Mission: The Cancer Research Institute (CRI) is the world's only nonprofit organization dedicated soley to advancing immunological research leading to the development of immune system-based treatments for cancer. CRI provides funding and coordination to support all levels of research in immunology and tumor immunology, from basic studies to clinical investigation of promising new cancer treatments.
Results: CRI has conducted more than 40 early stage clinical trials of unique cancer vaccines, and has made significant contributions to our knowledge of the human immune response to cancer immunotherapy. CRI researchers have also identified numerous cancer cell markers that are now being tested as targets for immunotherapy. CRI has empowered academic investigators around the world to conduct important clinical discovery, accelerating the translation of new knowledge into treatments for cancer patients.
Target demographics: Under the leadership of our Scientific Advisory Council, which includes 4 Nobel Laureates and 28 members of the National Academy of Sciences, CRI funds academic research in immunology and tumor immunology at universities and health research centers around the world.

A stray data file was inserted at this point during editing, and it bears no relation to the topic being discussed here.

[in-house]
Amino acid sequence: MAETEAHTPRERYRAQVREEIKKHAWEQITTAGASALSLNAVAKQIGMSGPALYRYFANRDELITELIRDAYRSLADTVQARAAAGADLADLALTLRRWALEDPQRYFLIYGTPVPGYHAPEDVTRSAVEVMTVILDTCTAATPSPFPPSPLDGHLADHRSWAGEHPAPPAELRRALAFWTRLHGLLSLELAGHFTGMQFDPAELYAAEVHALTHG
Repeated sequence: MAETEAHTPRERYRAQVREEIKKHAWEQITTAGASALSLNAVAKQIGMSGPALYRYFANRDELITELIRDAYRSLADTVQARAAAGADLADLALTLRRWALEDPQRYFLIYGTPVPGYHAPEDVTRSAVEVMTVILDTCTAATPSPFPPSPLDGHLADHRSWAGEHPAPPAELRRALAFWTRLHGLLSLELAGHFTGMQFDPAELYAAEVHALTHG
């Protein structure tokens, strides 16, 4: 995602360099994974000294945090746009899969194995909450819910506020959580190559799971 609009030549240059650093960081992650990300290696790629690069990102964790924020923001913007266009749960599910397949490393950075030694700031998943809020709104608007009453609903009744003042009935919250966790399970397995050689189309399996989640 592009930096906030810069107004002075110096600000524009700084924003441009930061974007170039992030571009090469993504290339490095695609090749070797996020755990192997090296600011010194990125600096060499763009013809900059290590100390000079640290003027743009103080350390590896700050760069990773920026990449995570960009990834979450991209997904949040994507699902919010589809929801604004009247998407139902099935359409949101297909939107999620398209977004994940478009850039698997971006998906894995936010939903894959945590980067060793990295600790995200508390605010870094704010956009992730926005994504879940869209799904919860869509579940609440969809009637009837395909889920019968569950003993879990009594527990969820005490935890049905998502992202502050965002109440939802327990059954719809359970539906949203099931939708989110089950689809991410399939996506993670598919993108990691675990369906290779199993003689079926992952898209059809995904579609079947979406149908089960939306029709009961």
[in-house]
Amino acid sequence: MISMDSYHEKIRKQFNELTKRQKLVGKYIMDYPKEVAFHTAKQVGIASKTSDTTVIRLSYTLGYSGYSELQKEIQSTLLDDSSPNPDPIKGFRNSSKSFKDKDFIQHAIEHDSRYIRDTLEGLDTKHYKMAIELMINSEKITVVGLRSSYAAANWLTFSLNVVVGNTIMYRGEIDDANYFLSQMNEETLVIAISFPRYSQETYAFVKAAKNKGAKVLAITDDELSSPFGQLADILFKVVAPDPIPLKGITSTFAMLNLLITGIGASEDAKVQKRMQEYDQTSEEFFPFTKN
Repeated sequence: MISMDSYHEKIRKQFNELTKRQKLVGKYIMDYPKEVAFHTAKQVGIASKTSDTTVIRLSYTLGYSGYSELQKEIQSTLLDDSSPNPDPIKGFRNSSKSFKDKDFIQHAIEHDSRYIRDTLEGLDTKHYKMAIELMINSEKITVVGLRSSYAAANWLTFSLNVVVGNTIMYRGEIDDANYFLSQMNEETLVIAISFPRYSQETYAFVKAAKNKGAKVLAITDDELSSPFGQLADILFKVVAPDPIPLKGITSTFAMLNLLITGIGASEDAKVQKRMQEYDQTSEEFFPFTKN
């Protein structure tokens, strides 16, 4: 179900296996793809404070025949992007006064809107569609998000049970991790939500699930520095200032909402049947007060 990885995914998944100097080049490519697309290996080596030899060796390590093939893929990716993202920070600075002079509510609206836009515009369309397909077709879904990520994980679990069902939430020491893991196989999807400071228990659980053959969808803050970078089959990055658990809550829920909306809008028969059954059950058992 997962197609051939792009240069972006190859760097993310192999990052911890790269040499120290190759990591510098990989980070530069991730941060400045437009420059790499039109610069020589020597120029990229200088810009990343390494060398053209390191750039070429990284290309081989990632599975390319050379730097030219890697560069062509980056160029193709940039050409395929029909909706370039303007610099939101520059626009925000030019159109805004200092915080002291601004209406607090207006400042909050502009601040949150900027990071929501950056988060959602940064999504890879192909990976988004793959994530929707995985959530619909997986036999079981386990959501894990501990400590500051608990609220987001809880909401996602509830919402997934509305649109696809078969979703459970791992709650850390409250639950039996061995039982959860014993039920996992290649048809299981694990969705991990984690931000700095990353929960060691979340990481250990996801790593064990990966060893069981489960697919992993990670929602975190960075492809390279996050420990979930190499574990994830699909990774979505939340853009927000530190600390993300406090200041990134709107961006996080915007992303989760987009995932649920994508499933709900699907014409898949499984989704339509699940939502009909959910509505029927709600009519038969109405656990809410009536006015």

Direct beneficiaries per year: Approximately 300 scientists and clinicians in 15 countries
Geographic areas served: National, International
Programs: Clinical Research: *Cancer Vaccine Collaborative, a joint program with the Ludwig Institute for Cancer Research, that supports a network of 19 academic clinical trial sites and immune monitoring laboratories around the world conducting early phase clinical trials of the most promising cancer immunotherapies; *the Cancer Immunotherapy Consortium, an association of more than 70 pharmaceutical & biotech companies and academic institutions engaged in late-stage product development that work together to shape the emerging field of immuno-oncology; *Cancer Vaccine Acceleration Fund, a unique venture philanthropy model designed to partner our clinical trials network with companies and their promising vaccine reagents.
Basic Research & Training: *Investigator Award program, providing 4 years of bridge support to newly established laboratories at universities; *Irvington Fellowship Program, provides 3 years of postdoctoral fellowship funding to talented scientists working under the mentorship of leading immunologists; *Predoctoral Pathways program, offering 4-year grants to universities to establish tumor immunology educational curriculum for graduate students.
Two years ago, we came up with a hypothesis relating to how immunotolerance is induced and maintained upon tumor development. With the help of financial support from the CRI, we have been able to throw more light on this pathway and our findings have the potential to translate into the development of novel immunotherapy approaches for the treatment of cancer. Thank you CRI